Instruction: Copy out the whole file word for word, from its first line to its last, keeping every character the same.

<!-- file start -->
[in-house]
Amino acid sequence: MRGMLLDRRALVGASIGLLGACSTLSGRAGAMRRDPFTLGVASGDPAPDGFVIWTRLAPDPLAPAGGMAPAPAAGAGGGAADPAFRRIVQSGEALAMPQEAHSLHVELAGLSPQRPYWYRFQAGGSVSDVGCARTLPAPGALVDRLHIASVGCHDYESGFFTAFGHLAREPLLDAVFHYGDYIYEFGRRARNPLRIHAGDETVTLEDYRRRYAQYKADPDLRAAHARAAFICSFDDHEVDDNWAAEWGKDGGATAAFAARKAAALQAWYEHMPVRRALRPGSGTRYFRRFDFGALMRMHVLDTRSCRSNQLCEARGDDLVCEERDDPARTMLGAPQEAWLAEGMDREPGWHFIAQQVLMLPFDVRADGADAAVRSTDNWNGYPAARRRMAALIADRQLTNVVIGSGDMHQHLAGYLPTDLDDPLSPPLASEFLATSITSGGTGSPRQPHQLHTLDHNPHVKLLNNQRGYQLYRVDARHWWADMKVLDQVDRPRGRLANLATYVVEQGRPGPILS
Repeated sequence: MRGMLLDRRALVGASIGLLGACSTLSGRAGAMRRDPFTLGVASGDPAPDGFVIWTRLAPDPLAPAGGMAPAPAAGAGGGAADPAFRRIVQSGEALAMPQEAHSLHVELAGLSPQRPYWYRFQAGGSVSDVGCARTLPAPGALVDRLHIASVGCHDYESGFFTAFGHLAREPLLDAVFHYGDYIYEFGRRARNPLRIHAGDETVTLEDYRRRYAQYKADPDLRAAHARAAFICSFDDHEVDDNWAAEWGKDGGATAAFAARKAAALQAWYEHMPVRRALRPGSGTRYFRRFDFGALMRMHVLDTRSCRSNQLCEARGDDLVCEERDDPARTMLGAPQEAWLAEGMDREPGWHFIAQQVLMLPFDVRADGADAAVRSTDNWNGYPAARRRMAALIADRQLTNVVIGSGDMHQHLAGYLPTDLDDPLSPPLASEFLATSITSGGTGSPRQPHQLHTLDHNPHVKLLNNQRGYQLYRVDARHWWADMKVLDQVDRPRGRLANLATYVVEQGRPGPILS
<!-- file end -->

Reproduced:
[in-house]
Amino acid sequence: MRGMLLDRRALVGASIGLLGACSTLSGRAGAMRRDPFTLGVASGDPAPDGFVIWTRLAPDPLAPAGGMAPAPAAGAGGGAADPAFRRIVQSGEALAMPQEAHSLHVELAGLSPQRPYWYRFQAGGSVSDVGCARTLPAPGALVDRLHIASVGCHDYESGFFTAFGHLAREPLLDAVFHYGDYIYEFGRRARNPLRIHAGDETVTLEDYRRRYAQYKADPDLRAAHARAAFICSFDDHEVDDNWAAEWGKDGGATAAFAARKAAALQAWYEHMPVRRALRPGSGTRYFRRFDFGALMRMHVLDTRSCRSNQLCEARGDDLVCEERDDPARTMLGAPQEAWLAEGMDREPGWHFIAQQVLMLPFDVRADGADAAVRSTDNWNGYPAARRRMAALIADRQLTNVVIGSGDMHQHLAGYLPTDLDDPLSPPLASEFLATSITSGGTGSPRQPHQLHTLDHNPHVKLLNNQRGYQLYRVDARHWWADMKVLDQVDRPRGRLANLATYVVEQGRPGPILS
Repeated sequence: MRGMLLDRRALVGASIGLLGACSTLSGRAGAMRRDPFTLGVASGDPAPDGFVIWTRLAPDPLAPAGGMAPAPAAGAGGGAADPAFRRIVQSGEALAMPQEAHSLHVELAGLSPQRPYWYRFQAGGSVSDVGCARTLPAPGALVDRLHIASVGCHDYESGFFTAFGHLAREPLLDAVFHYGDYIYEFGRRARNPLRIHAGDETVTLEDYRRRYAQYKADPDLRAAHARAAFICSFDDHEVDDNWAAEWGKDGGATAAFAARKAAALQAWYEHMPVRRALRPGSGTRYFRRFDFGALMRMHVLDTRSCRSNQLCEARGDDLVCEERDDPARTMLGAPQEAWLAEGMDREPGWHFIAQQVLMLPFDVRADGADAAVRSTDNWNGYPAARRRMAALIADRQLTNVVIGSGDMHQHLAGYLPTDLDDPLSPPLASEFLATSITSGGTGSPRQPHQLHTLDHNPHVKLLNNQRGYQLYRVDARHWWADMKVLDQVDRPRGRLANLATYVVEQGRPGPILS